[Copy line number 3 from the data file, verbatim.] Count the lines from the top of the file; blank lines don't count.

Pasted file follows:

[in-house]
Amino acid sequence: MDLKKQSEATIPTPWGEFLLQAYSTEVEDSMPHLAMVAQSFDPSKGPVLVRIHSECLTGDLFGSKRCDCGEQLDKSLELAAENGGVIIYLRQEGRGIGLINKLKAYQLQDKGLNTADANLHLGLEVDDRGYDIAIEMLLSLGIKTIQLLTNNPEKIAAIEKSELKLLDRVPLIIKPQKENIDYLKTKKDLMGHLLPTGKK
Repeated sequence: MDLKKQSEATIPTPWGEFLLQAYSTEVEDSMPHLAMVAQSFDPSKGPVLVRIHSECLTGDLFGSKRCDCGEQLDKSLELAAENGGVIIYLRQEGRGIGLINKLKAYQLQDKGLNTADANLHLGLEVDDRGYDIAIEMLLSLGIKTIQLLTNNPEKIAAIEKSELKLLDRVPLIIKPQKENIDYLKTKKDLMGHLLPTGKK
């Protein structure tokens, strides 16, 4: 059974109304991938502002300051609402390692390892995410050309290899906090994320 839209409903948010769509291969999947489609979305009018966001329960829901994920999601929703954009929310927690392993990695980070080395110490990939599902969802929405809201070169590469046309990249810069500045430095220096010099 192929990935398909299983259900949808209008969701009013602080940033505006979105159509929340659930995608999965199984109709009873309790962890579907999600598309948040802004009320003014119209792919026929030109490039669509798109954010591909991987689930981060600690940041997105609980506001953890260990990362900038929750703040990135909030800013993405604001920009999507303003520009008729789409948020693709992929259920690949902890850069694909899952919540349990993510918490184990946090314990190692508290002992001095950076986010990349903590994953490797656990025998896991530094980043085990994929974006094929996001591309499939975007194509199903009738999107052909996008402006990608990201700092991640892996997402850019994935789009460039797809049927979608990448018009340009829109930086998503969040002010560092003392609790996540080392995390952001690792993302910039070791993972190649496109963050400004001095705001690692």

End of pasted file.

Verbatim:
Repeated sequence: MDLKKQSEATIPTPWGEFLLQAYSTEVEDSMPHLAMVAQSFDPSKGPVLVRIHSECLTGDLFGSKRCDCGEQLDKSLELAAENGGVIIYLRQEGRGIGLINKLKAYQLQDKGLNTADANLHLGLEVDDRGYDIAIEMLLSLGIKTIQLLTNNPEKIAAIEKSELKLLDRVPLIIKPQKENIDYLKTKKDLMGHLLPTGKK